Malt Shop, Kaya owners file lawsuit against landlord; cite building safety concerns, fraud
Two Mount Pleasant businesses that are popular with Central Michigan University students, The Malt Shop and Kaya Coffee House, are closed indefinitely.
With a lawsuit filed against the owner of the building by the owners of the eateries, it's uncertain when they will reopen.
A sign is posted on The Malt Shop's door states the building is "closed for summer cleaning." This is the second time since March that the building has been closed to customers. One of the owners of The Malt Shop and Kaya Coffee House, Tim Otteman, is now elaborating on the closure and the legal dispute.
Otteman and his brother, Jim, took ownership of The Malt Shop from the Haddad family in June 2014. Samuel and Salam Haddad remained owners of the building, however. The brothers developed a new menu and redecorated the business in maroon and gold as well as adding historic CMU photos and athletic uniforms.
"When the opportunity came to purchase it, we took it," Otteman told CM Life in 2014. "We wanted to give back to the community and show passion for the community we grew up in."
When Kaya vacated its location across the street in the former SBX Bookstore building, the Ottemans offered The Malt Shop's “Alumni Room” to Kaya owners Emily Miller and Abigail Chambers. When Kaya reopened there on April 1, 2017, Miller and Chambers sold the business to the Ottemans.
Today both businesses are closed, Otteman said, due to a legal dispute with the building's owners, Samuel and Salam Haddad. On June 1, The Malt Shop owners filed a lawsuit against the Haddads in Isabella County District Court citing breach of contract and fraud. The lawsuit states that The Malt Shop incurred more than $12,000 for the cost of repairs and remediation caused by flooding in the basement.
According to the lawsuit, on March 7 The Malt Shop closed for several days because the building required "significant repairs and remediation based on the gross negligence and/or intentional misconduct of the Haddads" in regards to repairs made in the basement before their lease with Otteman.
Otteman's attorney, Timothy Hoesch, said that the main concern of owners is "the safety and well being of its customers and employees." Hoesch said the lawsuit cites several safety and functionality problems that have been discovered about the building.
On Feb. 15, AJ's Plumbing investigated a leak in building's basement. An invoice states that the leak was found to be coming from a pipe connected to the storm drain. On the roof, it was discovered that the storm drains had three-to-four inches of backed up water in them. After the water was pumped from the roof, the plumber found old heat tape inside of the storm drains. It was noted that the tape was "five to 10 years old by the looks of the heat tape and caulk joint applied, that was burned in half."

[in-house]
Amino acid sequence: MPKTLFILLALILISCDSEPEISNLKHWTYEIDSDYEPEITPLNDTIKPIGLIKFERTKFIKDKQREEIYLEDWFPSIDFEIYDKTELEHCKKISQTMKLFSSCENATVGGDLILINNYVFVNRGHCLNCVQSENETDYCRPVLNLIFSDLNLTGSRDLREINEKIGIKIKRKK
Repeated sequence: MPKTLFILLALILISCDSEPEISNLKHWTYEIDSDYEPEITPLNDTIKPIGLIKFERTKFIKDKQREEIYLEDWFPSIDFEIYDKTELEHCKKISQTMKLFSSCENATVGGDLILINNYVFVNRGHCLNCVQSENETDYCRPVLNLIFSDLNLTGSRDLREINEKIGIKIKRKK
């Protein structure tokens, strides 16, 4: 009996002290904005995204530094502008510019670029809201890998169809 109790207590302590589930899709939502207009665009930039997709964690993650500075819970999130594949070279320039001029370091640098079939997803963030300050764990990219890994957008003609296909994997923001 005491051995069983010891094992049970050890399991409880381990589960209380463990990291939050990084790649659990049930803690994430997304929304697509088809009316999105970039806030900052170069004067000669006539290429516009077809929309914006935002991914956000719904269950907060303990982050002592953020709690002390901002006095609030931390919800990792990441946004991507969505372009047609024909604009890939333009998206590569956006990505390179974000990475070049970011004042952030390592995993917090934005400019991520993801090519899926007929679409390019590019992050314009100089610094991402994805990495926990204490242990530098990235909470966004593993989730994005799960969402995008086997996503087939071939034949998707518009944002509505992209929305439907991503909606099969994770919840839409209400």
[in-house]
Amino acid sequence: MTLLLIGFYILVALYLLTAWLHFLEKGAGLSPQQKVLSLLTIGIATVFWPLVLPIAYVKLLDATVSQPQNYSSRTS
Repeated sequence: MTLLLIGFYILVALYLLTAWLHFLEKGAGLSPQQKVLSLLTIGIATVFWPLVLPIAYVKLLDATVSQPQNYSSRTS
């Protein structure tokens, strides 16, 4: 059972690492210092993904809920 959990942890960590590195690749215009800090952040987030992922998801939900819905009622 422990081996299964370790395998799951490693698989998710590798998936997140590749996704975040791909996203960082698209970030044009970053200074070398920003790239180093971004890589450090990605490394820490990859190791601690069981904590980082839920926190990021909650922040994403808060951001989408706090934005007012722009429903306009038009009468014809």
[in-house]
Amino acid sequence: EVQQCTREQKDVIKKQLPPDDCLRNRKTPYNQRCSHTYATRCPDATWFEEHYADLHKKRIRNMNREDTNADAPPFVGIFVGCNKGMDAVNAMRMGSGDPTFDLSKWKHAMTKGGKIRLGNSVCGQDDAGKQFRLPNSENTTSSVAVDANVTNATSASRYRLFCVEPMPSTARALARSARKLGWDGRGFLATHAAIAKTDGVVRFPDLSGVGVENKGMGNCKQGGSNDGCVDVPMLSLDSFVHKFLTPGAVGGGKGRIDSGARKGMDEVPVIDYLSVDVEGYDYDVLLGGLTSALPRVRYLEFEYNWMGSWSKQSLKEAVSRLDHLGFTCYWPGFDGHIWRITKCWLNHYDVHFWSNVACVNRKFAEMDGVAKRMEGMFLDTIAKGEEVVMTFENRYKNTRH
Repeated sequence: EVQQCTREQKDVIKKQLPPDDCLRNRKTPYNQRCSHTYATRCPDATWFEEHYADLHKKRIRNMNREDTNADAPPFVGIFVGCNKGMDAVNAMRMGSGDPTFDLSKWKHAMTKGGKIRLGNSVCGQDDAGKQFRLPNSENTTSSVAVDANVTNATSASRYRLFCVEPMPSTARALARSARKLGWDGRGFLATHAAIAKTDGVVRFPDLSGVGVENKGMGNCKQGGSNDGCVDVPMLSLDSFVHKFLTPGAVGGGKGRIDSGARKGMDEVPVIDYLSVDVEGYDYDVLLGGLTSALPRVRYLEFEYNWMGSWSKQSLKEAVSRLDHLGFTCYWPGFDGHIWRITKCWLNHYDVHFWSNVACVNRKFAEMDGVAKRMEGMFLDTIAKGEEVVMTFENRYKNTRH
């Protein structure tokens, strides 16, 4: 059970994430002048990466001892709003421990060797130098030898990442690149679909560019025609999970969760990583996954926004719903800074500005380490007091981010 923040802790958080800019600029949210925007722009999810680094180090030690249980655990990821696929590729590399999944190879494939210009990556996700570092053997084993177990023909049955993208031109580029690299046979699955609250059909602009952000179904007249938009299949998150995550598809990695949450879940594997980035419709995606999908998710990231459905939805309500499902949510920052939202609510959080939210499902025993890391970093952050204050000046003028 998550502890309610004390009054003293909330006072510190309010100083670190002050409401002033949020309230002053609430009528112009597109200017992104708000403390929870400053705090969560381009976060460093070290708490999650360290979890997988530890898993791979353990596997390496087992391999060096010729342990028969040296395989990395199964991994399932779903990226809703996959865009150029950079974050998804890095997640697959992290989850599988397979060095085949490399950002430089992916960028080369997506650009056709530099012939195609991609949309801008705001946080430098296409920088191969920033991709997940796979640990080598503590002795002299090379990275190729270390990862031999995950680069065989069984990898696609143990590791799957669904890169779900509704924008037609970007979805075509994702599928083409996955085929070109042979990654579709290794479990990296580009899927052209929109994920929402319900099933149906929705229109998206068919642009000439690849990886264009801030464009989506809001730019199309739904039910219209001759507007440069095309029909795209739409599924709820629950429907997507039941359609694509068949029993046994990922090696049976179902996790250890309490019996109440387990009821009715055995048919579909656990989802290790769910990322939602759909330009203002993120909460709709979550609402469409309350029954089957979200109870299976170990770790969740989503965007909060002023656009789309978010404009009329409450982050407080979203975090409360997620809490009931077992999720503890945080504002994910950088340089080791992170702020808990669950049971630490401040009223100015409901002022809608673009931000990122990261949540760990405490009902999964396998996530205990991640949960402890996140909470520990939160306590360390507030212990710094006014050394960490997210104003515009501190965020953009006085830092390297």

The AJ's Plumbing invoice goes on to state that the plumber was unable to pull the wire out of the pipe due to a frozen block of ice inside. Plumbing in the basement leaked because of "defective installation of heat tape which caused an electrical short or arc that melted a pipe and caused the basement to flood," according to the lawsuit. The lawsuit lists other "misrepresentations," or things that were discovered to be wrong, with the building and its appliances.
According to the lawsuit, before the Ottemans signed the lease with the Haddads in 2014, they were told that fire suppression systems were in place, were "up to code" and required no additional expense or work.
However, when a pizza oven required replacement in January 2015, the Ottemans discovered that the fire suppression systems "were capped off and disconnected" in the building's ceiling. Additionally, the "ansul system," which is part of fire suppression, above the original location of the deep fryers was also discovered to be incorrectly installed.
"Frankly, it is miraculous, given the nature of the homemade 'repairs' found, that the building itself did not burn down and/or that individuals were not seriously injured or even killed," said Hoesch in a March 12 letter written to the Haddads.
Otteman declined to comment further about the lawsuit, stating he believed "the filing speaks for itself."
Central Michigan Life made multiple attempts to contact the Haddads for comment.